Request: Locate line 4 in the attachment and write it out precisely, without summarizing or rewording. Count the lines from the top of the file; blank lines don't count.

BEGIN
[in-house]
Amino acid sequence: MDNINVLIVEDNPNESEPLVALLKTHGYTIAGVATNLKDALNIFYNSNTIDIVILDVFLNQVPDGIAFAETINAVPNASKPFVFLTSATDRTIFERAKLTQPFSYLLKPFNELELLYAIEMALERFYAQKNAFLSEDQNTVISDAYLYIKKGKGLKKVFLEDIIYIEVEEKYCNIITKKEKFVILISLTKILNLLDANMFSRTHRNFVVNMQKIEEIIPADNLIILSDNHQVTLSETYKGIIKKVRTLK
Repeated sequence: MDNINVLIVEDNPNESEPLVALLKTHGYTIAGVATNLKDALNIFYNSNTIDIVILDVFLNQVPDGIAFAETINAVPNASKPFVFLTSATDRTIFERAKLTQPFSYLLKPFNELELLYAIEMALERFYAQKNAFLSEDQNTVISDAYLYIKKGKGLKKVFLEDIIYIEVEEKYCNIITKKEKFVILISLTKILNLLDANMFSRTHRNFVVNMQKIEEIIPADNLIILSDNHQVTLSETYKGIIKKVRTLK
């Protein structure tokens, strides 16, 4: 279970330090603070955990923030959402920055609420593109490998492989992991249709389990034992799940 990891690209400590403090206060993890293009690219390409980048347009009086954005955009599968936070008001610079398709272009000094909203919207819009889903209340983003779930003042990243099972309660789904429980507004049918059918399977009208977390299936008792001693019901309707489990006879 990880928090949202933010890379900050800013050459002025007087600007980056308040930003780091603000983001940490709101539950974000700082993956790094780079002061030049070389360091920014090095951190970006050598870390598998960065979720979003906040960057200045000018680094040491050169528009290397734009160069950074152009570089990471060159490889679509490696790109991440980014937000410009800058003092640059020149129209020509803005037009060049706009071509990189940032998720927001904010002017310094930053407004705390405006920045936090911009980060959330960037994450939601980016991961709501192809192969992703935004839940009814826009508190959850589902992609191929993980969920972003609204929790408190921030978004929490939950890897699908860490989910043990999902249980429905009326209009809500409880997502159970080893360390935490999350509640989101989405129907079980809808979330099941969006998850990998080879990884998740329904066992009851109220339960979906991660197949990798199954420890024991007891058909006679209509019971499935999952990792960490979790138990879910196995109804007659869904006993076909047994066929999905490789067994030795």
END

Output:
């Protein structure tokens, strides 16, 4: 279970330090603070955990923030959402920055609420593109490998492989992991249709389990034992799940 990891690209400590403090206060993890293009690219390409980048347009009086954005955009599968936070008001610079398709272009000094909203919207819009889903209340983003779930003042990243099972309660789904429980507004049918059918399977009208977390299936008792001693019901309707489990006879 990880928090949202933010890379900050800013050459002025007087600007980056308040930003780091603000983001940490709101539950974000700082993956790094780079002061030049070389360091920014090095951190970006050598870390598998960065979720979003906040960057200045000018680094040491050169528009290397734009160069950074152009570089990471060159490889679509490696790109991440980014937000410009800058003092640059020149129209020509803005037009060049706009071509990189940032998720927001904010002017310094930053407004705390405006920045936090911009980060959330960037994450939601980016991961709501192809192969992703935004839940009814826009508190959850589902992609191929993980969920972003609204929790408190921030978004929490939950890897699908860490989910043990999902249980429905009326209009809500409880997502159970080893360390935490999350509640989101989405129907079980809808979330099941969006998850990998080879990884998740329904066992009851109220339960979906991660197949990798199954420890024991007891058909006679209509019971499935999952990792960490979790138990879910196995109804007659869904006993076909047994066929999905490789067994030795």